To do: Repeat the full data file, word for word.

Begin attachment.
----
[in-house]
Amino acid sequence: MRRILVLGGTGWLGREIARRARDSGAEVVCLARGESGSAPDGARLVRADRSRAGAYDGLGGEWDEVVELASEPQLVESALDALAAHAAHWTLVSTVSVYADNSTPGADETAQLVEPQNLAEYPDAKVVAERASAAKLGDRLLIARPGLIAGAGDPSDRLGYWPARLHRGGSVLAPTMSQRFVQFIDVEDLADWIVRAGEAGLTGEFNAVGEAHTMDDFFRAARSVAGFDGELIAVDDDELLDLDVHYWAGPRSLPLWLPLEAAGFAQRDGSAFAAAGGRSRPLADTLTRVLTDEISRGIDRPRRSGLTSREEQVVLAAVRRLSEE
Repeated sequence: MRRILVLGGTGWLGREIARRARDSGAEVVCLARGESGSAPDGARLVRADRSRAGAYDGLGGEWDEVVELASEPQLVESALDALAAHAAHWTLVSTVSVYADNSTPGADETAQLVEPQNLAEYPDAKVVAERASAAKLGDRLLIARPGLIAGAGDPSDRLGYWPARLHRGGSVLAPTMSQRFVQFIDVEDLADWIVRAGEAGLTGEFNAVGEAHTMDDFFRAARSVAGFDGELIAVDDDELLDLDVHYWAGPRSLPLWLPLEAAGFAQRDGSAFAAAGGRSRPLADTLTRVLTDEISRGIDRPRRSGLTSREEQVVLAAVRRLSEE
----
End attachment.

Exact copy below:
[in-house]
Amino acid sequence: MRRILVLGGTGWLGREIARRARDSGAEVVCLARGESGSAPDGARLVRADRSRAGAYDGLGGEWDEVVELASEPQLVESALDALAAHAAHWTLVSTVSVYADNSTPGADETAQLVEPQNLAEYPDAKVVAERASAAKLGDRLLIARPGLIAGAGDPSDRLGYWPARLHRGGSVLAPTMSQRFVQFIDVEDLADWIVRAGEAGLTGEFNAVGEAHTMDDFFRAARSVAGFDGELIAVDDDELLDLDVHYWAGPRSLPLWLPLEAAGFAQRDGSAFAAAGGRSRPLADTLTRVLTDEISRGIDRPRRSGLTSREEQVVLAAVRRLSEE
Repeated sequence: MRRILVLGGTGWLGREIARRARDSGAEVVCLARGESGSAPDGARLVRADRSRAGAYDGLGGEWDEVVELASEPQLVESALDALAAHAAHWTLVSTVSVYADNSTPGADETAQLVEPQNLAEYPDAKVVAERASAAKLGDRLLIARPGLIAGAGDPSDRLGYWPARLHRGGSVLAPTMSQRFVQFIDVEDLADWIVRAGEAGLTGEFNAVGEAHTMDDFFRAARSVAGFDGELIAVDDDELLDLDVHYWAGPRSLPLWLPLEAAGFAQRDGSAFAAAGGRSRPLADTLTRVLTDEISRGIDRPRRSGLTSREEQVVLAAVRRLSEE